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Team communication

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Effective communication

  • Good teams have a "shared mental model."
  • Good teams communicate "often enough.

Safe care depends on sharing information appropriately and effectively. Good teams share a mental model for what should happen — everyone is on the same page. Good team members communicate what is necessary, when it is necessary.

Case: Fracture leads to paraplegia
Elderly male in wheelchair


An emergency physician identifies a compression fracture of the ninth thoracic vertebra (T9) on the X-ray of a middle-aged patient who had fallen two weeks prior.

The patient has a known alcohol addiction, a history of ankylosing spondylitis, and cervical spine fracture. Despite the correct diagnosis, the emergency physician fails to document his assessment or X-ray interpretation in the patient record prior to admission.  

The next day, the radiologist reports the mild loss of T9 vertebral body height, either acute or chronic, and recommends further investigation. However, he fails to document the 2 mm shift or report the fracture as unstable. The family physician does not see the X-ray and the report is not available for several days. He also fails to investigate the patient's back pain.

Background continued

When the patient becomes confused and starts thrashing about the bed, the family physician prescribes chemical and physical restraints for suspected alcohol withdrawal.

The following day, the nurse notes a fever, increased abdominal distension and urinary incontinence, which she documents in the nurses' notes. However, she reports only the fever to the family physician, and the family physician does not read the nurses' notes.

The next morning, signs of paraplegia are evident. A CT myelogram reveals a posterior process fracture of T9 with fragment shift and large epidural hematoma resulting in cord compression. The patient undergoes spinal surgery, but he remains paraplegic.

Think about it

What information should have been shared between team members?

Lessons learned

  • The emergency physician should have advised the family physician verbally or in writing of his interpretation of the X-ray of the T9 compression fracture.
  • The radiologist should have noted the 2 mm vertebral shift and reported the T9 fracture as unstable.
  • The family physician should have read the nurses' notes.
  • The nurse should have documented the patient's neurological symptoms in the patient record, and communicated all of the patient's symptoms to the family physician, not just the fever.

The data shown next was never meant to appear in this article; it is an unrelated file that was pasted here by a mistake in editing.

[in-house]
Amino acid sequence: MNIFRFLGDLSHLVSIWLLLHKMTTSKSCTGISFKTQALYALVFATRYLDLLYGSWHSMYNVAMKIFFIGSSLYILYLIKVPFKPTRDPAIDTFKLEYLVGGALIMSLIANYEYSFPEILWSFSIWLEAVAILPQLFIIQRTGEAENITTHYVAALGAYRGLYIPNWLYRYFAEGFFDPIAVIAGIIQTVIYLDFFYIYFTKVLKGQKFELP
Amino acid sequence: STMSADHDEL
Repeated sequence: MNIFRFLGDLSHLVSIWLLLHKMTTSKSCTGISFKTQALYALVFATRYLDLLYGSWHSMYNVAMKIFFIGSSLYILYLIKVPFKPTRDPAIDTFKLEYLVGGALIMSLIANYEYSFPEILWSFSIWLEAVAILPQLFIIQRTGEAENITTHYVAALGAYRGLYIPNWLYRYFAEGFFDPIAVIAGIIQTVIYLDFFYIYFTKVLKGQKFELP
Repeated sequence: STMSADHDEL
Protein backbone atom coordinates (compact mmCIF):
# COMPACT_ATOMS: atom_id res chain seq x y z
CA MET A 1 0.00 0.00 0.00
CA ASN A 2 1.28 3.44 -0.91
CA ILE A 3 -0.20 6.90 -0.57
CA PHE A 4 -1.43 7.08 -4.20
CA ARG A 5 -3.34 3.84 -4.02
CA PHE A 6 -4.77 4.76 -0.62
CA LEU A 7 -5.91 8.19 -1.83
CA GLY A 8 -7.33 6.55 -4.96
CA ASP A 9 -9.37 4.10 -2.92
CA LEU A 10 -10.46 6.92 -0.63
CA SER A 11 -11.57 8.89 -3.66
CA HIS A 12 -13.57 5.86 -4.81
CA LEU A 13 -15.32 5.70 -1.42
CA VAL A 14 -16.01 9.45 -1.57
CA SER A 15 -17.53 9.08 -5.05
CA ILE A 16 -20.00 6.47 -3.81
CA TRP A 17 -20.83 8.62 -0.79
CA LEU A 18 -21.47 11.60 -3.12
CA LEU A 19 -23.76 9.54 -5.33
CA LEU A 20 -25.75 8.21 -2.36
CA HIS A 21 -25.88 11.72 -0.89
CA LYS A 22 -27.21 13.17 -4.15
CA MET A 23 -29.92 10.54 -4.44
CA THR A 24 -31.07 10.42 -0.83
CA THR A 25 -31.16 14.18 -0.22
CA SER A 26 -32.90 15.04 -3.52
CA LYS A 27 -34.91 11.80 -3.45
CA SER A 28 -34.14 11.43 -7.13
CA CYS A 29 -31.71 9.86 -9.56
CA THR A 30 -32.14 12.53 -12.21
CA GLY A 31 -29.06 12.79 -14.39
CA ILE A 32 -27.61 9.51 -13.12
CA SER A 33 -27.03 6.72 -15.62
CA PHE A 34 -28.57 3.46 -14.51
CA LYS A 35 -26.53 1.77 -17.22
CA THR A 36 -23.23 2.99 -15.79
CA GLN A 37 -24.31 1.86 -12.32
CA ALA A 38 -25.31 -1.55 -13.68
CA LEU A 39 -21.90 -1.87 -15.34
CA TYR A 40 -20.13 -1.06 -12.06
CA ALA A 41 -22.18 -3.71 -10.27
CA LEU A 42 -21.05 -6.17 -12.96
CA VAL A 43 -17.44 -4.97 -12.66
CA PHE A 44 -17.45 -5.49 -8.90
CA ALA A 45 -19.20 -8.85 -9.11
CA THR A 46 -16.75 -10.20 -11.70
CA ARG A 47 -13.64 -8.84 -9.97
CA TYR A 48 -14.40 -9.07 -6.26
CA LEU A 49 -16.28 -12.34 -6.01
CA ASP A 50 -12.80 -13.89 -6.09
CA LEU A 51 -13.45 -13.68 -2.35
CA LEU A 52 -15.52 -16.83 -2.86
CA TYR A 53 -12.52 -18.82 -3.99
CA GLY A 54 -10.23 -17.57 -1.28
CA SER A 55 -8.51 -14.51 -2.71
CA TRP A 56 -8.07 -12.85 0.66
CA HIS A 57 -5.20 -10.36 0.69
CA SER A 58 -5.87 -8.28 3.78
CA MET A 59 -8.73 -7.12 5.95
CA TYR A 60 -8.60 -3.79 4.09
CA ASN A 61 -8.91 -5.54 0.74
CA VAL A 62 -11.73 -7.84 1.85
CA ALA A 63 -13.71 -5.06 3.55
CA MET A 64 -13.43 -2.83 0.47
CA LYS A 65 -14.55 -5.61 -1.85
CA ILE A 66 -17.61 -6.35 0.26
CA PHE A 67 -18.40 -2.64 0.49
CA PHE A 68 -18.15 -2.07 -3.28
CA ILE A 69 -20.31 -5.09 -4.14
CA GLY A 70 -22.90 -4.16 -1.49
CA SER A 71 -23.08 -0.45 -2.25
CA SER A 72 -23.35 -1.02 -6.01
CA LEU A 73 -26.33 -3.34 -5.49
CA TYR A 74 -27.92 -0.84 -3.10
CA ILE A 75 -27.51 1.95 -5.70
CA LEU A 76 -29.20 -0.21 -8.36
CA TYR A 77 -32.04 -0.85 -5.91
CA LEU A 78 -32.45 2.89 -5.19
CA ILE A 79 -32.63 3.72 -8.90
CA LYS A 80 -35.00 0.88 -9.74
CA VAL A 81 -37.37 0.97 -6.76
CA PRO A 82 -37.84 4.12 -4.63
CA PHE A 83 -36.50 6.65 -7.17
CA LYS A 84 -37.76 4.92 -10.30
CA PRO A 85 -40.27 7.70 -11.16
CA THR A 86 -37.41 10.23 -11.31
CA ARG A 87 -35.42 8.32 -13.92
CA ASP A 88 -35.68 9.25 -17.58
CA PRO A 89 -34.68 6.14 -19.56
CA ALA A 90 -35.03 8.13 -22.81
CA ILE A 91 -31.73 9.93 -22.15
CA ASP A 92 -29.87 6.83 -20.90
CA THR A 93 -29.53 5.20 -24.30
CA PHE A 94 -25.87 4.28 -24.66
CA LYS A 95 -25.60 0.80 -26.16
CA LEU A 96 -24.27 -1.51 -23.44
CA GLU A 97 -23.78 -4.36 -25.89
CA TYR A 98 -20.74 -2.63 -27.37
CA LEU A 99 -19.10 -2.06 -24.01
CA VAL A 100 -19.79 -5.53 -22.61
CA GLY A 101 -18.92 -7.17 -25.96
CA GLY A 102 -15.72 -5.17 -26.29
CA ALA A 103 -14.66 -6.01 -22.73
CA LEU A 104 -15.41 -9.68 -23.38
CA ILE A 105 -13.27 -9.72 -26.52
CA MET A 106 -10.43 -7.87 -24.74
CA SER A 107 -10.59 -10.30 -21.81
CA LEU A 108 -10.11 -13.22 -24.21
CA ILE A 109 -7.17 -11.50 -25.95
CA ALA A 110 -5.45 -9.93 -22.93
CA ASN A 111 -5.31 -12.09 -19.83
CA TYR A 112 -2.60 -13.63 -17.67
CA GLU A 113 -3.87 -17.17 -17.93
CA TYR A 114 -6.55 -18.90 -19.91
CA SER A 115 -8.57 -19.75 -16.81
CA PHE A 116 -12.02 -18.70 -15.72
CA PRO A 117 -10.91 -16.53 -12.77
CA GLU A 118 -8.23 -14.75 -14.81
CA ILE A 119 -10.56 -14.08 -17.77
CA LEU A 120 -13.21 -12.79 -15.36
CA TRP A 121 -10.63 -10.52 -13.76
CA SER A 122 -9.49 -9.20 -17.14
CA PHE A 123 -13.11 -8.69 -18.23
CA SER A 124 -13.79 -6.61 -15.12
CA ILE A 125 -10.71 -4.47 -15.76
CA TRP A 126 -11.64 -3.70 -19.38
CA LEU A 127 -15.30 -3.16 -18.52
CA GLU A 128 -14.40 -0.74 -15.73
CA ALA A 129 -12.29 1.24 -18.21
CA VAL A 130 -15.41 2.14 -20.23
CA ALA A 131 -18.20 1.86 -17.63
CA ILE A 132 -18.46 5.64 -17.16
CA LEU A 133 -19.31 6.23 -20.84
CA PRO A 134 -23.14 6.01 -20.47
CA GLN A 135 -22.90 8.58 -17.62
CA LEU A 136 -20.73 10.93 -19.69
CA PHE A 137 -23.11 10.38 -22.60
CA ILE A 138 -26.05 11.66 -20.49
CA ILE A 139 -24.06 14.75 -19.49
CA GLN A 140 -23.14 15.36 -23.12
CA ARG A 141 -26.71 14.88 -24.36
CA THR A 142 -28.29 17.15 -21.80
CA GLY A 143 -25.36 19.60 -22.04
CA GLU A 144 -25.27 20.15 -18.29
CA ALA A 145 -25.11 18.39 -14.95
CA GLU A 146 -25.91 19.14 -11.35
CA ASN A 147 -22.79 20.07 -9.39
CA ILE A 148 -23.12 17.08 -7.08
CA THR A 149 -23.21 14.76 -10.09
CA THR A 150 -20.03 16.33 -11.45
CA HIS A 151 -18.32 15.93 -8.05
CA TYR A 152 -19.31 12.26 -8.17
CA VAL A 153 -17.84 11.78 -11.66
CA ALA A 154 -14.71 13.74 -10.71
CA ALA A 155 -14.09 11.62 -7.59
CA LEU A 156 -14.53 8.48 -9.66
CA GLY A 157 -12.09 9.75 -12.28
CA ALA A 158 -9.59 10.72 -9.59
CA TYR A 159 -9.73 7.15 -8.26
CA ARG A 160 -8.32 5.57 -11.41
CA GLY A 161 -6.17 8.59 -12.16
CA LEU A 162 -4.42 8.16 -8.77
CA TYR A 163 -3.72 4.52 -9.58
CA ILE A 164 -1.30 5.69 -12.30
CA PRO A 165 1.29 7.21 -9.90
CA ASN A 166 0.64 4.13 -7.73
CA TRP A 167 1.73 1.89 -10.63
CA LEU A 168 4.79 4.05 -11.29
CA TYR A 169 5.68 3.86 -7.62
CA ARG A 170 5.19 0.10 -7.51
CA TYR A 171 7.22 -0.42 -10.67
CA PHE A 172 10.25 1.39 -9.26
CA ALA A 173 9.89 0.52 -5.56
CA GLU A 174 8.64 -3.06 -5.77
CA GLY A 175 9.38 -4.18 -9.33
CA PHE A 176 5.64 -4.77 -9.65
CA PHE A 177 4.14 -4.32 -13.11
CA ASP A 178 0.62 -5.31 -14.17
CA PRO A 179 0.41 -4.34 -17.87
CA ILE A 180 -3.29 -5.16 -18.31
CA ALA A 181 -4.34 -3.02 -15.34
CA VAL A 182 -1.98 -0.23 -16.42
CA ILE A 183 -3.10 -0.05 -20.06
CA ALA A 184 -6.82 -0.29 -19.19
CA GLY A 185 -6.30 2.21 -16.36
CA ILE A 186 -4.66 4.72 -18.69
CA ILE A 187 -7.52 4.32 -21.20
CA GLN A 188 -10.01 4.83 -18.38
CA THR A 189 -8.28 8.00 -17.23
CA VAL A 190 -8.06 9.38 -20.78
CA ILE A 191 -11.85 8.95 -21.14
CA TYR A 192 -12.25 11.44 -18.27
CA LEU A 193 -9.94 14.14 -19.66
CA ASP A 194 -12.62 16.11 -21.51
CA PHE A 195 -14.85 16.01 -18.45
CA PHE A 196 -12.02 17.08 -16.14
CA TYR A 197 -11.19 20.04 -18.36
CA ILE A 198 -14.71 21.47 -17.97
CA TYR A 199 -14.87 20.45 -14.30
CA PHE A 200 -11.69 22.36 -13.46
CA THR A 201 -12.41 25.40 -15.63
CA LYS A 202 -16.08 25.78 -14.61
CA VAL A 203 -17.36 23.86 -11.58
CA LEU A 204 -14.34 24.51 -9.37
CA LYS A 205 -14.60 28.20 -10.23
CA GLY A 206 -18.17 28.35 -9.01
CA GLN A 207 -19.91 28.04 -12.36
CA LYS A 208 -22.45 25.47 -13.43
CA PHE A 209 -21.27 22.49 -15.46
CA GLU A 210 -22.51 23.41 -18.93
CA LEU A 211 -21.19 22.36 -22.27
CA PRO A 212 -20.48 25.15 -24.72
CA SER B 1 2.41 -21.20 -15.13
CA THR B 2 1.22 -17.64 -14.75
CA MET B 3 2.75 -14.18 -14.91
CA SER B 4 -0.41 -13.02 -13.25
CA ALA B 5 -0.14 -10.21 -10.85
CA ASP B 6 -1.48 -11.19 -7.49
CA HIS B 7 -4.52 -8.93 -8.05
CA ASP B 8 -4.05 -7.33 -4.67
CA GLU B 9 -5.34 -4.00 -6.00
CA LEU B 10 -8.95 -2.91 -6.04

Case: A developing infection
Close-up of male surgeon in surgery


Following an uneventful lung removal and post-operative course, the thoracic surgeon writes an order that the patient could be discharged the following morning. The patient's temperature spikes late that evening.

The on-call general surgery resident, who is covering for thoracic surgery, orders bloodwork and a chest X-ray. As the white blood cell count (WBC) is elevated, he documents in the patient record that he suspects an infection, but he does not inform the thoracic surgeon.

The next morning, the thoracic surgeon and team visit the patient. The nurse reports that the patient had a fever the previous evening, but he now appears to be fine. She does not mention the elevated WBC and the order for a chest X-ray. The thoracic surgeon also does not personally review the patient's chart. Unaware of the on-call resident's concerns the previous evening, the patient is discharged as planned.


Five days later, the patient dies of a lung infection.

Lessons learned

There were three communication breakdowns by different members of the healthcare team.
  • The on-call resident did not advise the thoracic surgeon that he suspected a post-operative infection based on the patient's elevated WBC.
  • The nurse reported some — but not all — of the relevant information about the patient to the thoracic surgeon.
  • The thoracic surgeon did not read the patient's chart before discharging the patient.

Had any of these communication breakdowns been avoided, the lung infection would likely have been diagnosed and treated.


Communication risk factors

The following circumstances increase the risk for miscommunication and the loss of important patient information:
  • multitasking and frequent interruptions
  • noise and visual distractions
  • multiple providers
  • not knowing who is on the team
  • ambiguity about roles and responsibilities; dynamic leadership
  • changes in team personnel (e.g. during surgical operations)
  • lack of orientation of new members to the team
  • frequent handovers
  • hierarchies that inhibit speaking up
  • differences in terminology and cultures of health professions and subspecialties
  • different languages and societal cultures for both patients and providers
  • fatigue
  • assumptions that team members know how to work as a team and communicate

Think about it

It's a long list! Can you think of others?